It takes no great insight to say that for many, many people who reject faith, the biggest stumbling blocks for them are the “problem of evil” and the related “problem of suffering.” How can an omnipotent (all-powerful) and all-loving God allow so much suffering to occur among those who merit so much better?
(Today’s preferred Old Testament reading from the Revised Common Lectionary, Jeremiah 8:18-9:1, contains a lament about all the suffering of Hebrew tribes, and the familiar question of where God is and why he won’t help: “Is the Lord not in Zion?… Is there no balm in Gilead? Is there no physician there? Why has the health of my people not been restored?”)
All of us who proclaim the faith have been faced, sometimes angrily and often from the asker’s place of deep sorrow, with the insistent question of why God doesn’t step in and help ease pain. (“Is there no physician there?”) And sometimes the question is almost in the form of an accusation, stemming from the assumption that God not only allows pain but deliberately causes it.
(“He’s all-powerful, right? Then everything that happens must be His will, and thus His doing — right?!?”)
For discussion purposes only — absolutely not as a statement of doctrine, but as a hypothetical — consider the possibility that while God is omniscient (all-knowing) and all-loving, He might not actually be omnipotent. What if He is only multi-potent: our world’s Creator, yes, and able in certain circumstances and in certain ways to influence earthly events, but not absolutely able to bend all events to His will? What if He sees the suffering and wants to help, and tries to help, but can’t just snap His Godfingers and make things better all at once? What if God’s power has limits?
Some might say that even to consider this possibility is to commit a heresy of one degree or another. Clearly, discussing such a hypothetical state of affairs is unorthodox.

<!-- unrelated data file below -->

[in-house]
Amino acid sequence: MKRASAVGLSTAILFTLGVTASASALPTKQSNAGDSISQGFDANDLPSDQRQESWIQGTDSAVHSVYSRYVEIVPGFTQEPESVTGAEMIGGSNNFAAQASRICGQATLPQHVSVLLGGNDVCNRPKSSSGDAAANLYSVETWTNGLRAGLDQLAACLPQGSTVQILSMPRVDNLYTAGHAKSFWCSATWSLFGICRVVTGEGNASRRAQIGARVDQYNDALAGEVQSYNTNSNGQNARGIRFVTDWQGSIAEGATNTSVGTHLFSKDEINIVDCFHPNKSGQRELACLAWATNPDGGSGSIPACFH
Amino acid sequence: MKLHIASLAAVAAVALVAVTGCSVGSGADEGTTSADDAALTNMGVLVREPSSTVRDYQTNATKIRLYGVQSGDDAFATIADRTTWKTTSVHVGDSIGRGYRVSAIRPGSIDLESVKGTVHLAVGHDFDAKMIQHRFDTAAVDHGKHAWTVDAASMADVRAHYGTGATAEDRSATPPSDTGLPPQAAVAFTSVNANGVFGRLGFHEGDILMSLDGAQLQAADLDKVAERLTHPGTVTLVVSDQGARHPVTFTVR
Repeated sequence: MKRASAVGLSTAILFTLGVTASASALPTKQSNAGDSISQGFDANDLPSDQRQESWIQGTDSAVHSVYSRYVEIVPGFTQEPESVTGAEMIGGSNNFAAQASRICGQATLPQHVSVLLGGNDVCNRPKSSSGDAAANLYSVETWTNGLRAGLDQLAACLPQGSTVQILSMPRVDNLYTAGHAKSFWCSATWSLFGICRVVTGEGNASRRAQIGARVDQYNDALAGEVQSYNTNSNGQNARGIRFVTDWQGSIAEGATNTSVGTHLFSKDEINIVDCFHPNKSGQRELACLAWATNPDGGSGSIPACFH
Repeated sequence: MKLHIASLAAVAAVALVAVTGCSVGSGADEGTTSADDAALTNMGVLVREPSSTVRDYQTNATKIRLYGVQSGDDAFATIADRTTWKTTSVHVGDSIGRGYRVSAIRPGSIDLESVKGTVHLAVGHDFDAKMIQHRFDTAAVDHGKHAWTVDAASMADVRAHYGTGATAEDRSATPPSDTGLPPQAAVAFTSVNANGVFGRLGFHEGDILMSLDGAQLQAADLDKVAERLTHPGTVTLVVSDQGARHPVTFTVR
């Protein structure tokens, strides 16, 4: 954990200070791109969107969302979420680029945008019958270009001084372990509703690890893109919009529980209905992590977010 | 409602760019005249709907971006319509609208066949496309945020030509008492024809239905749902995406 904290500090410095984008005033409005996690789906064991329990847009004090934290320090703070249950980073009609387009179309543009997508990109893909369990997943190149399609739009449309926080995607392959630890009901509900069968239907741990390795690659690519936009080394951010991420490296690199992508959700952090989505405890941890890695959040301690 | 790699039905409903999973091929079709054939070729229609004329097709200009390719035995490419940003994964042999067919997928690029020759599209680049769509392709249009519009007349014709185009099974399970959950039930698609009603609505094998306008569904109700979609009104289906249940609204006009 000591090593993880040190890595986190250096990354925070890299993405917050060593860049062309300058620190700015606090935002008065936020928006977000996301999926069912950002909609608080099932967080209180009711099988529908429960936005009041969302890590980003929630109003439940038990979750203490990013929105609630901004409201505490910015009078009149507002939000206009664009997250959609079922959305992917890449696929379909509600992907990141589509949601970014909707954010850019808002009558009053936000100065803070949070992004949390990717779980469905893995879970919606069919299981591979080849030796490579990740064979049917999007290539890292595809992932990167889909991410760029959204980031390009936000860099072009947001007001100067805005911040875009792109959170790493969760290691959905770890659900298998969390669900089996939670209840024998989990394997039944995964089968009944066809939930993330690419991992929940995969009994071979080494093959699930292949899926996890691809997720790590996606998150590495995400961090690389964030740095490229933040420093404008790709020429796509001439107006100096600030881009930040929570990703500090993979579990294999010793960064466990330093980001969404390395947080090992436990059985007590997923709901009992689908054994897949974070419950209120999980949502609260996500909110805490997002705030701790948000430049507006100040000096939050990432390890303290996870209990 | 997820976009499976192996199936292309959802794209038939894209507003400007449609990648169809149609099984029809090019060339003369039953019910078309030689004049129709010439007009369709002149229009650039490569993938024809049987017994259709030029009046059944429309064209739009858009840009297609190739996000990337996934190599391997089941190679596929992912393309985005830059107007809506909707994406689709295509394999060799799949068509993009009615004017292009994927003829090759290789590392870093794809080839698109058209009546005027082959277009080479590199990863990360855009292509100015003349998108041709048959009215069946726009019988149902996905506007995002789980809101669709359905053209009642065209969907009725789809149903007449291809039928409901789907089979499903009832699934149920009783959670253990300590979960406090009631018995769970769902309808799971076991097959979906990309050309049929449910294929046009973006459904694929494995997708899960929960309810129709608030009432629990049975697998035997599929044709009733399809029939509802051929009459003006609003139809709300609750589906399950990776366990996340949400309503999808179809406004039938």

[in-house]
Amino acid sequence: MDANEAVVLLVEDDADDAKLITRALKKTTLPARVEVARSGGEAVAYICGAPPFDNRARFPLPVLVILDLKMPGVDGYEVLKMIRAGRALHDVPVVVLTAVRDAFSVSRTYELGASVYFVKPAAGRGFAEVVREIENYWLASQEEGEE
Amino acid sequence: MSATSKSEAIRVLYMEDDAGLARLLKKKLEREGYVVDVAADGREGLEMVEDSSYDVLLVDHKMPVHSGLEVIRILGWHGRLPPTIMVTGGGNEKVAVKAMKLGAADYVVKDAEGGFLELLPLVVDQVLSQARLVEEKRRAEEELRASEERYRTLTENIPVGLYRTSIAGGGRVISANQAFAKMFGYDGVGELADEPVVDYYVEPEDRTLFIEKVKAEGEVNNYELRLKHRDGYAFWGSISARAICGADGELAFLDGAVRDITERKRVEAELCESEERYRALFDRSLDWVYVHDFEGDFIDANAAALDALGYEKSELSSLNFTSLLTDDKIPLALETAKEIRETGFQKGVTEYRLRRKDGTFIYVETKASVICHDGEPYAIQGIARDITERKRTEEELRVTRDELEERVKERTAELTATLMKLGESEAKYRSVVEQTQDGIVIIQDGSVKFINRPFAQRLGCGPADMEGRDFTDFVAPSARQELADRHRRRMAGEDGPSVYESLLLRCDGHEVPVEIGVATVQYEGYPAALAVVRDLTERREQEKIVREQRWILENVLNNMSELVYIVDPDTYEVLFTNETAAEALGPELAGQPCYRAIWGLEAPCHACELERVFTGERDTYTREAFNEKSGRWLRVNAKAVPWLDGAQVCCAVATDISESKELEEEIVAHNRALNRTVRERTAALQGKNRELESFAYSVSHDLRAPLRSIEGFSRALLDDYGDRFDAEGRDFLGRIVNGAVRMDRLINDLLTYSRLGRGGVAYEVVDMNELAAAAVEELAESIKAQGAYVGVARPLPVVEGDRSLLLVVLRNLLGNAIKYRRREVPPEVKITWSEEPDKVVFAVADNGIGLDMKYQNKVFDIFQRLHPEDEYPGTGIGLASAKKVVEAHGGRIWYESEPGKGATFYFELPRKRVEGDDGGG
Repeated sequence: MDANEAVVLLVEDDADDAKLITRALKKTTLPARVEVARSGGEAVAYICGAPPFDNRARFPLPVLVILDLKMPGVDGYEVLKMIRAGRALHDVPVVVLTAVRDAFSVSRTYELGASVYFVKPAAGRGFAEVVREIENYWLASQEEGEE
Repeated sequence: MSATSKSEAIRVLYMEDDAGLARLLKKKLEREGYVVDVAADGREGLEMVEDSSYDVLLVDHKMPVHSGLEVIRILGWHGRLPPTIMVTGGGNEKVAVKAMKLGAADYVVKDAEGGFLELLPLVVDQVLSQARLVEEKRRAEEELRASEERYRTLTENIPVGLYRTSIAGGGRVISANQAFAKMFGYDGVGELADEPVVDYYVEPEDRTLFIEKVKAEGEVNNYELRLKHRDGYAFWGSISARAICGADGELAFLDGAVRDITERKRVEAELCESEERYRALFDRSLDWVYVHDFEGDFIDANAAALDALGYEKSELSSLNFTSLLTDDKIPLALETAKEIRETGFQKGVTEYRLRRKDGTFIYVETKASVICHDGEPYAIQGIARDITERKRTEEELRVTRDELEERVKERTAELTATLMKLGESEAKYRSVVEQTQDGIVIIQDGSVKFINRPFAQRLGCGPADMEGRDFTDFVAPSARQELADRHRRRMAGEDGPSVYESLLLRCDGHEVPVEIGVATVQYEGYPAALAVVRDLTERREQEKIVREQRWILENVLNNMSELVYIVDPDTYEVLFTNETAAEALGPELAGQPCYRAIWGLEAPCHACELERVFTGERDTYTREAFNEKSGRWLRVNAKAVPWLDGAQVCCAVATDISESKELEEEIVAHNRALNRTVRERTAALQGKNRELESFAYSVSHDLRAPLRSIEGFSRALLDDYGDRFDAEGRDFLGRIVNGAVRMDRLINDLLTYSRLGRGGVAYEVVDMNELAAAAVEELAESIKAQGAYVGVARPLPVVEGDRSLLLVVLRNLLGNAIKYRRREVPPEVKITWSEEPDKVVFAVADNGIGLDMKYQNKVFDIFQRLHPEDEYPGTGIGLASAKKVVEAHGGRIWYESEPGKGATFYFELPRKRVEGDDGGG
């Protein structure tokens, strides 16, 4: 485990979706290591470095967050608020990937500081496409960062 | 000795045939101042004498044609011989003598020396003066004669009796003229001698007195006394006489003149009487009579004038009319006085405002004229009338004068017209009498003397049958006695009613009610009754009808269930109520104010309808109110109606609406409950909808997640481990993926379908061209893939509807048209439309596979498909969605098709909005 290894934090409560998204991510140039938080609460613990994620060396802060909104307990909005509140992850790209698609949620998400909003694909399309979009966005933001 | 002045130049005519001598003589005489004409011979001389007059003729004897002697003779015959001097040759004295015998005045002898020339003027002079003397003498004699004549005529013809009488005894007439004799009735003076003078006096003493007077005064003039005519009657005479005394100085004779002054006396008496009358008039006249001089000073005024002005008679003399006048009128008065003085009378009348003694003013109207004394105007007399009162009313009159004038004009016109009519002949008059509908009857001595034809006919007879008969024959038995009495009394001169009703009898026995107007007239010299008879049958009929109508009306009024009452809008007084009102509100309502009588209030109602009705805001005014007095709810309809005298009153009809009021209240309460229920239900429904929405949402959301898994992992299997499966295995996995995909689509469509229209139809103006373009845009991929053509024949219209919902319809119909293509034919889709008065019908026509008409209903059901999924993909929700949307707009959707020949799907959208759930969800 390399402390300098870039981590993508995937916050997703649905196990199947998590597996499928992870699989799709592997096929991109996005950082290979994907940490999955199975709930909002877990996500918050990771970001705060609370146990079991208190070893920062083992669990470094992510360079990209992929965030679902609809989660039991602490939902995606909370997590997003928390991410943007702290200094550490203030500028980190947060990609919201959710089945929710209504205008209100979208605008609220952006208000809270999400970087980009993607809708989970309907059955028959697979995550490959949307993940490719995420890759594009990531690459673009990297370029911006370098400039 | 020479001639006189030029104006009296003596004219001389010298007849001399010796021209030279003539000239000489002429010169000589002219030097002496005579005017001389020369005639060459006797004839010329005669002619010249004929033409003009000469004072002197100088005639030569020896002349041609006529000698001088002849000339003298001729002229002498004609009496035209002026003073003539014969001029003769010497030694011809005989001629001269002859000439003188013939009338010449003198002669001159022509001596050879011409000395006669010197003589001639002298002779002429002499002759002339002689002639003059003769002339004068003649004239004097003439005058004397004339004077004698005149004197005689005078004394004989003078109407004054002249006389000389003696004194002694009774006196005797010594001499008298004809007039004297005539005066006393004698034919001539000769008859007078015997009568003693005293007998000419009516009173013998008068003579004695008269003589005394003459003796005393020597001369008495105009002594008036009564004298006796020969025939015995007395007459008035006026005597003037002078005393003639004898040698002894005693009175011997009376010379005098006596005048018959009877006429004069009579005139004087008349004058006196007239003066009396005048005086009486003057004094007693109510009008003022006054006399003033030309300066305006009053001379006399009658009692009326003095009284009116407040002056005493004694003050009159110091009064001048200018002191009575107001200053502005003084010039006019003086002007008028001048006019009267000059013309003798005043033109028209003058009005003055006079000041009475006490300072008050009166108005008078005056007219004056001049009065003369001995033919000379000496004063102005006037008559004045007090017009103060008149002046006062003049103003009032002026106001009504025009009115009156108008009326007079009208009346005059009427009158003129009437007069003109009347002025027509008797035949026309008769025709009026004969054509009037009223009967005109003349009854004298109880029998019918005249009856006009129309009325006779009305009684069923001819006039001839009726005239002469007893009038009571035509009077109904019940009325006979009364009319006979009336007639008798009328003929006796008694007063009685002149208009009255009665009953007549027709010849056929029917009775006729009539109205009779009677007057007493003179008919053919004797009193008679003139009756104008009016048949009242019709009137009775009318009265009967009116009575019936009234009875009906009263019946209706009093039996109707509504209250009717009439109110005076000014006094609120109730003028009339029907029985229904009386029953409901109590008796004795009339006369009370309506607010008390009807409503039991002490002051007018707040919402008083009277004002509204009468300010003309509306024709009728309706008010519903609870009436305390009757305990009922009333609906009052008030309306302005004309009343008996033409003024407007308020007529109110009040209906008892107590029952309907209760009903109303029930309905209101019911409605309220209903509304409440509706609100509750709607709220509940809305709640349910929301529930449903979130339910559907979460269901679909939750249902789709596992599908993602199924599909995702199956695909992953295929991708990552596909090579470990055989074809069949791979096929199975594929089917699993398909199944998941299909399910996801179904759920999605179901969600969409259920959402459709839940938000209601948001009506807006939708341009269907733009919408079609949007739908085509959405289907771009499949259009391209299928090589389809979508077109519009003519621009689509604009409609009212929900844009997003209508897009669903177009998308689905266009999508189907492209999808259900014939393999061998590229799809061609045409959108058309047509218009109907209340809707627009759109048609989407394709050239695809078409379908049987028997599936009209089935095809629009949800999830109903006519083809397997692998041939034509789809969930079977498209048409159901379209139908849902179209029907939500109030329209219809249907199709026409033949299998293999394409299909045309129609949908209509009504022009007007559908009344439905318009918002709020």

But, if the idea is couched in a certain way, it need not be entirely heretical. What if God’s powers are less-than-absolute only in the way humans understand absolutism and power? What if what seems merely to be a contingent power to us is, in some deistic sense, not a lack of power at all? After all, we readily accept that God’s time is not our time, that God’s knowledge is different than our knowledge, that God’s love is multitudinously greater than our Love. So why should we not also misunderstand, or fail to appreciate, the real ways and means of God’s power?
What if, for instance, God created rules for Himself at the very instant He created the universe? What if God’s great act of creation included all sorts of conditions that allowed for the world to evolve, for His chosen Creatures (men) to develop and learn and grow in ways that can happen only if God limits His own tendency towards interference? What if God made His own power contingent upon man’s co-participation through faith? After all, have we seen — does church history record — miracles happening without an act or expression of deep faith?
And what if, by virtue of making His own power contingent, God arranged things so that what once was done could not be undone? What if, once His own power was bound by rules that only He understands, he used his cosmic omnipotence to limit his earthly omnipotence once and for all?
If something like this is the case, then God is neither the direct source of our sufferings nor even an uncaring being who sees suffering not attributable to Him and merely chooses not to alleviate it. Instead, He would be the loving, creative force who works in ways we do not comprehend to lessen the pain; to strengthen our ability to withstand the suffering; to comfort us as we experience it; and, under certain circumstances that only He understands, to intervene more directly (including, on very rare occasions, via what we know as “miracles”) so as to deliver us from it?
What we do know is that our faith teaches us that God will not forsake us. It teaches us that His everlasting joy awaits us, through faith in His grace, after we pass from this Earth. And it teaches us that God loves us not just in some future sense but in our corporeal existence as well — and that we are sometimes so weak or incomprehending that we do not recognize His love and mercy even when it is there for us all along.
If we want to proselytize to the doubters, if we want to evangelize and persuade, then perhaps it wold behoove us not to focus on the idea of God as omnipotent, but only on our knowledge that He is indeed omniscient and all-loving and on the promise of the joy He offers us in paradise.
I think that God does give us the wherewithal to endure bad situations; and that faith helps us keep a clear head, calm demeanor, and hopeful heart that allows us to see solutions we might otherwise not see.
From a multipotent God, those are quite nice gifts and rewards indeed. And if the exact extent or form of God’s power remains a mystery to us — well, sometimes mysteries, too, are alluring, and extremely fulfilling when the mysteries’ answers are revealed.